The ITS region is a multi-copy, transcribed but non-coding and easily amplified region of the ribosomal DNA –. It has become the standard locus for species identification–often even delimitation-in the fungi due to its high variability –. A local copy of all 51354 INSD fungal ITS sequences was created and kept up-to-date through weekly synchronization (Supporting Information). To nuance the representation of fungal diversity, the sequences were divided into those fully identified (identified to species level) and those insufficiently identified (not identified to species level) using regular expressions on the INSD organism specification field . All sequences were compared against each other for similarity using NCBI-BLAST and the results were analyzed for various statistics (Table 1). As a second reference point, for the cases where the fungal taxonomic reference database UNITE  featured fully identified but independent ITS sequences from species also represented in the INSD dataset, the UNITE sequences were run against the latter to estimate ones chances of obtaining the correct name as the topmost BLAST match in INSD. For purposes of sequence comparison with BLAST, a thorough match was conservatively defined (Supporting Information) as to be far more stringent than the informal 3% rule of sequence dissimilarity sometimes evoked for species delimitation among bacteria and other organisms –. Sequences in match-pairs that satisfy the thorough match-criteria are referred to as applicable.
The results are summarized in Table 1, which portrays a variegated picture of the taxonomic status of publicly indexed fungal sequences. Based on the conservative criteria defined for a thorough BLAST match and the discriminative variability of the ITS region, one would expect any such thoroughly matching pair to be conspecific. Yet 11% of all 15491 applicable sequences find thorough matches in other congeneric but heterospecific sequences, and another 7% among species of a different genus. When synonyms are accounted for, these correspond to 3231 distinct accession numbers such that a minimum of 10% and a maximum of 21% of the applicable sequences have compromised taxonomic annotations (Supporting Information). These entries form, in turn, the best matches of 5% of all insufficiently identified sequences, such that in a worst-case scenario, one in every twenty insufficiently identified sequences finds its most similar counterpart among entries whose taxonomic annotation can be questioned.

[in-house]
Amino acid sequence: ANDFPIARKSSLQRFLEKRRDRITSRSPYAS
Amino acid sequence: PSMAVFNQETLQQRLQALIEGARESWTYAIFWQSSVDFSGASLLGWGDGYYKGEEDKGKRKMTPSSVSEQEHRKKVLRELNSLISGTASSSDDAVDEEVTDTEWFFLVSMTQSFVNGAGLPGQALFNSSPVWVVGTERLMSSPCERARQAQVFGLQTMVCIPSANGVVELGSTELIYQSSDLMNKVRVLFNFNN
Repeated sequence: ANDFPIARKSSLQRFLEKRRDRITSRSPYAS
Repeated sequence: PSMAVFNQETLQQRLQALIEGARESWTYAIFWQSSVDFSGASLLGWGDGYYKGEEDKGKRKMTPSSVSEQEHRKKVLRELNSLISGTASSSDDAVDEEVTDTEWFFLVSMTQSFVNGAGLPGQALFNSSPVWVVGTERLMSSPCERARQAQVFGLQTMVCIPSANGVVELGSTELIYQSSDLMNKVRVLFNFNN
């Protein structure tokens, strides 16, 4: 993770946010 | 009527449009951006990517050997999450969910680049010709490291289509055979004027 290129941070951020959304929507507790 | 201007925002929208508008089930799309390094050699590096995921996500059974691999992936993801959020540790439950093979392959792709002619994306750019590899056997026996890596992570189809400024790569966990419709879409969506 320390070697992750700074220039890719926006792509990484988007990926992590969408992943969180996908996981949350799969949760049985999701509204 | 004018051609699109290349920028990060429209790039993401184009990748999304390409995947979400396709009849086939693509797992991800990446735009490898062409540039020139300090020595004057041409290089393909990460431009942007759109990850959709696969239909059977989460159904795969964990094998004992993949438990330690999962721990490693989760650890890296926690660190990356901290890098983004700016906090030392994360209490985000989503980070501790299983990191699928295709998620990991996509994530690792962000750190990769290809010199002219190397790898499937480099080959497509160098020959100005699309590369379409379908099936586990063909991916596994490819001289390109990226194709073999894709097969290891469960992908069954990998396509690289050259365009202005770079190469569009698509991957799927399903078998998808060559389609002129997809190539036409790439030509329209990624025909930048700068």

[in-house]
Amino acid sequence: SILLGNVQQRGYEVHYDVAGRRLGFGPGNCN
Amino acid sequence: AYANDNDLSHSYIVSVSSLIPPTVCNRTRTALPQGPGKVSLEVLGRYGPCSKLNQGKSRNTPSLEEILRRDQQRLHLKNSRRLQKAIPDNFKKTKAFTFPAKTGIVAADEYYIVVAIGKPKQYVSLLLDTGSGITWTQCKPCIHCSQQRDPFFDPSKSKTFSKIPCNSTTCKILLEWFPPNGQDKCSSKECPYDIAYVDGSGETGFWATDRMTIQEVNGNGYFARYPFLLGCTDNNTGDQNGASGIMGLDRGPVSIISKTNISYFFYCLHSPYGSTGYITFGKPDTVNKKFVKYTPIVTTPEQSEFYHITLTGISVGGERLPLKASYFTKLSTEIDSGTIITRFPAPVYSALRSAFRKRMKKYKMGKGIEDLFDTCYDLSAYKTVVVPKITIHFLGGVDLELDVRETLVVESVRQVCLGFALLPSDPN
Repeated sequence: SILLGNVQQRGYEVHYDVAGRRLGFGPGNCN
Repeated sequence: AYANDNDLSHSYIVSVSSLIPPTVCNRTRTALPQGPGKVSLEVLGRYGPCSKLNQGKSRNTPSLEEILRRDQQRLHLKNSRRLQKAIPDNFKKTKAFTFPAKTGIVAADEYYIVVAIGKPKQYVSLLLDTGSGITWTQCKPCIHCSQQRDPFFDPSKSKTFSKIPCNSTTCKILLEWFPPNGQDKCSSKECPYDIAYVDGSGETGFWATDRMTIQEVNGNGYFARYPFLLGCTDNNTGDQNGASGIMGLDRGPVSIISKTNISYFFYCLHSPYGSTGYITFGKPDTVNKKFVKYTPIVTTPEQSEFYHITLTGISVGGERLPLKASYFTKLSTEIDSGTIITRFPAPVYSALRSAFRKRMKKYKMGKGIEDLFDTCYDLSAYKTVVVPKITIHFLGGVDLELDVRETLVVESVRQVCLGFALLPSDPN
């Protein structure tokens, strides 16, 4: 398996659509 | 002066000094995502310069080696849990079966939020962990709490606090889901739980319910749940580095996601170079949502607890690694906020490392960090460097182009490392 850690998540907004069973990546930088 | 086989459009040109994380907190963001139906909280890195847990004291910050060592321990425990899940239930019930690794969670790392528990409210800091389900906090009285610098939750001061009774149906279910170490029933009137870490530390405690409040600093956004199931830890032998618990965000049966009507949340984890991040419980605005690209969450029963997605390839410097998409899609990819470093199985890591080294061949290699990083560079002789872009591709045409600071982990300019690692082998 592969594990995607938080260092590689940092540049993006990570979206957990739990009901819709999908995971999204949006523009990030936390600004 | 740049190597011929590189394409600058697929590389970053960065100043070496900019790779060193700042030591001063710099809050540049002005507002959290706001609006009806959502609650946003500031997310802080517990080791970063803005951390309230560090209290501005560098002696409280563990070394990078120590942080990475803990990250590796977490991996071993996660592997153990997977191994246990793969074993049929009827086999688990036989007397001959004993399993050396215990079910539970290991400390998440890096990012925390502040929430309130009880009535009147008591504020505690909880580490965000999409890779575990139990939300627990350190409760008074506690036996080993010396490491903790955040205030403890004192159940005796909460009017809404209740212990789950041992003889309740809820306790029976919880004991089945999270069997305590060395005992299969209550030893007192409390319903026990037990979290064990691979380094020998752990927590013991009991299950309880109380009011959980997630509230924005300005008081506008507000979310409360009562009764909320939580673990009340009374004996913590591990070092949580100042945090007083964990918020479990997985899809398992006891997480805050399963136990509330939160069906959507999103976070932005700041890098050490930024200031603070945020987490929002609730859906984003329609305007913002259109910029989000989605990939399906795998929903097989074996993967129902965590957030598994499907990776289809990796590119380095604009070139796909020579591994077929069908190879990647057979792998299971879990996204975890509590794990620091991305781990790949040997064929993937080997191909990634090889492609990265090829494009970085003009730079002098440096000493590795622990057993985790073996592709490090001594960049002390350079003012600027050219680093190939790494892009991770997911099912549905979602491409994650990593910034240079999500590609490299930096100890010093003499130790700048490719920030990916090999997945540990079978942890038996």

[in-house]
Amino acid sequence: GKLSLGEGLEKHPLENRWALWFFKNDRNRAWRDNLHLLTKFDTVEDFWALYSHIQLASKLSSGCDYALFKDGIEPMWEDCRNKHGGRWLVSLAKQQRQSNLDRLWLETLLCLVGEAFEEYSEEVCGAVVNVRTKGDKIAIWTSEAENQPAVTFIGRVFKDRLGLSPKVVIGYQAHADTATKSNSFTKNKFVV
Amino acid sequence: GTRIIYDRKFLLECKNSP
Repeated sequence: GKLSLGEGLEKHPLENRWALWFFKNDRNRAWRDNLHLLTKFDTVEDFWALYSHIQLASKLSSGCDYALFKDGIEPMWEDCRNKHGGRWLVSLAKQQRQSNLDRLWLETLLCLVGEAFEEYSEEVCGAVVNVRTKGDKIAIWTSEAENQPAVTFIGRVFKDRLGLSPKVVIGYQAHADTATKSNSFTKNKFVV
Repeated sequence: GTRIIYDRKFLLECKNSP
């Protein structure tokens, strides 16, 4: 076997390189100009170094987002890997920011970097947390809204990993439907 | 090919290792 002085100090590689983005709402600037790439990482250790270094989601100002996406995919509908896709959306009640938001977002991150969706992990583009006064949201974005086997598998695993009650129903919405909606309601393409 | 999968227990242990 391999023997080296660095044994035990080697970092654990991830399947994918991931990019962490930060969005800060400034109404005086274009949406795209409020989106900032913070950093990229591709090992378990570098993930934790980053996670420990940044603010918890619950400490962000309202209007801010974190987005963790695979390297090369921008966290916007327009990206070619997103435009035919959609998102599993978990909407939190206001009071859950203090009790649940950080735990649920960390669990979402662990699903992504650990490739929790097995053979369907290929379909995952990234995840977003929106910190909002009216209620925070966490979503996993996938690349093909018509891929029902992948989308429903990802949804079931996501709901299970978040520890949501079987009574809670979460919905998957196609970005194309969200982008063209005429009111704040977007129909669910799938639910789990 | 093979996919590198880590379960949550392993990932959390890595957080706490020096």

That 10–21% of the INSD sequences have incorrect or unsatisfactory taxonomic annotations translates into a matter of concern for the researcher seeking to establish the taxonomic affiliation of newly generated sequences. To obtain a clearer picture of the extent to which this process will be hampered by the compromised entries, the sequence identification procedure was reproduced through the use of UNITE, a highly filtered, closed-submission taxonomic database for reliable ITS-based identification of mycorrhizal fungi (http://unite.ut.ee). We employed the 240 species present in both INSD and the UNITE databases such that the UNITE sequences were used as input for comparison in INSD (Supporting Information). As the taxonomic affiliations of the UNITE sequences are well-known and -documented, the proportion of times a different taxonomic affiliation is suggested by INSD-even though a conspecific ITS sequence is present therein-represents a rational estimate of the impact of taxonomically compromised annotations in INSD. We found that one has on average a 20% (49/240) chance of obtaining a different species name on top of the INSD BLAST hit list, each such case hinting at a compromised annotation of either the topmost match or the purportedly conspecific INSD sequence (or even both). In a further 8% (20/240) of the cases, the correct species name was present in the topmost region of the hit list but was obscured by the presence of insufficiently identified sequences, such that one would be reluctant to annotate ones sequence after the best fully identified match. Jointly these estimates imply that the taxonomic and nomenclatural problems in public sequence databases are more far-reaching than previously assumed and that this has considerable repercussion on sequence-based species identification.